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The use of ICT in schools has moved on significantly over time, the rate of change increasing year on year. We now see ICT as a tool to help school leaders manage their schools more effectively and efficiently. Access to the internet enables teachers to identify resources, plan lessons which can be delivered in class or remotely via the internet. Pupils are able to carry technology with them and make decisions about what to use and when to use it. Technology has brought about a profound transformation in education and ICT should help pupils gain the skills they will need in everyday modern life, access to a device has become critical.

It is also important that we keep pupils e-safe and give them the knowledge, skills and understanding they need so they are able to do the same when they are away from school.

ICT is a compulsory subject, taught at every key stage and used increasingly to enhance the teaching of other statutory subjects across the curriculum. Currently pupils should be given opportunities to apply and develop their ICT capability through the use of ICT tools to support their learning in most subjects. At Key Stage 1, it is statutory to teach the use of ICT in English, mathematics and science. Teachers should use their own judgement to decide where it is appropriate across these subjects. At other key stages, there are statutory requirements to use ICT in all statutory subjects, except PE, although ICT is successfully used by many PE departments across the Borough.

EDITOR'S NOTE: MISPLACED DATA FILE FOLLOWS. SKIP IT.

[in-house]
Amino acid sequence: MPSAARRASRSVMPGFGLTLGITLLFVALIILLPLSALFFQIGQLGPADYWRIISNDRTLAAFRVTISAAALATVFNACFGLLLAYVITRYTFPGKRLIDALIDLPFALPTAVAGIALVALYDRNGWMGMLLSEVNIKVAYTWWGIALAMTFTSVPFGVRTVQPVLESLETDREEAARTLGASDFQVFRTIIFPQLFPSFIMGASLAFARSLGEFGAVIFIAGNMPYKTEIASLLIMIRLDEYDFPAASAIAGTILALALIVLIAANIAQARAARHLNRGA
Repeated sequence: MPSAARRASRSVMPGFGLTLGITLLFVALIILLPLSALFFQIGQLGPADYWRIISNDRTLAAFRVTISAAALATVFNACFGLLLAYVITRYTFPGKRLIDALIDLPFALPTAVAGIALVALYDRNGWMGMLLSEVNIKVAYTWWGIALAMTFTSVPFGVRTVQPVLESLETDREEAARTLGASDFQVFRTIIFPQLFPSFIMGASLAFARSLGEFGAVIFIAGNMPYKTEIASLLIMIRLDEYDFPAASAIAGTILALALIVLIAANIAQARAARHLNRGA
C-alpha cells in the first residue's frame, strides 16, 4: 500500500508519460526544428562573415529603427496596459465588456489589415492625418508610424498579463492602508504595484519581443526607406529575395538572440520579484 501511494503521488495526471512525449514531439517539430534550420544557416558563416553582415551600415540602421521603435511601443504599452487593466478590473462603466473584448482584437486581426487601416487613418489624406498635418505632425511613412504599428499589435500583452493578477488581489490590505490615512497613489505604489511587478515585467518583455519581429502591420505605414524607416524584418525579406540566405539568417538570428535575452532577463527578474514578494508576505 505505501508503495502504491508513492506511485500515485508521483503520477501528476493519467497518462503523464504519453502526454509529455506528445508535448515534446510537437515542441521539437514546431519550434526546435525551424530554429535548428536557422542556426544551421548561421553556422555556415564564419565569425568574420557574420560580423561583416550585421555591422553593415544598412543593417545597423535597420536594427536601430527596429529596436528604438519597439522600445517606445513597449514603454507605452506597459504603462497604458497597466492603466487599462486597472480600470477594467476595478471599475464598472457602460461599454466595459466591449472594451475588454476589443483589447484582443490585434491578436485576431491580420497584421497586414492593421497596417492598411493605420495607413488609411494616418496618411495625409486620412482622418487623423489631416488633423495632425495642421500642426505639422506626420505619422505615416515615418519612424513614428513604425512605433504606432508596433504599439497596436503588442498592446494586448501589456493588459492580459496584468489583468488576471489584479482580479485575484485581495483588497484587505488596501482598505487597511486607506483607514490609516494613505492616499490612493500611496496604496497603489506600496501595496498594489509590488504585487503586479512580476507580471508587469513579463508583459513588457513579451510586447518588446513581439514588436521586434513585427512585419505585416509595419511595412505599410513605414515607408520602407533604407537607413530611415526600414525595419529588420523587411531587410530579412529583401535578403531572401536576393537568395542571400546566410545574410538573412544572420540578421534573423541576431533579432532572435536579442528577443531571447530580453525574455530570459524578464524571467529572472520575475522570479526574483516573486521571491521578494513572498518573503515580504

The current National Curriculum requires that pupils should be given opportunities to support their work by being taught to:

  • find things out from a variety of sources, selecting and synthesising the information to meet their needs and developing an ability to question its accuracy, bias and plausibility

  • develop their ideas using ICT tools to amend and refine their work and enhance its quality and accuracy

  • exchange and share information, both directly and through electronic media

  • review, modify and evaluate their work, reflecting critically on its quality, as it progresses.


By the time students leave school they will have used computers throughout their schooling in a wide range of contexts. The majority of students will have reached a standard equivalent to GCSE and should be prepared for the technological world of work they are moving into.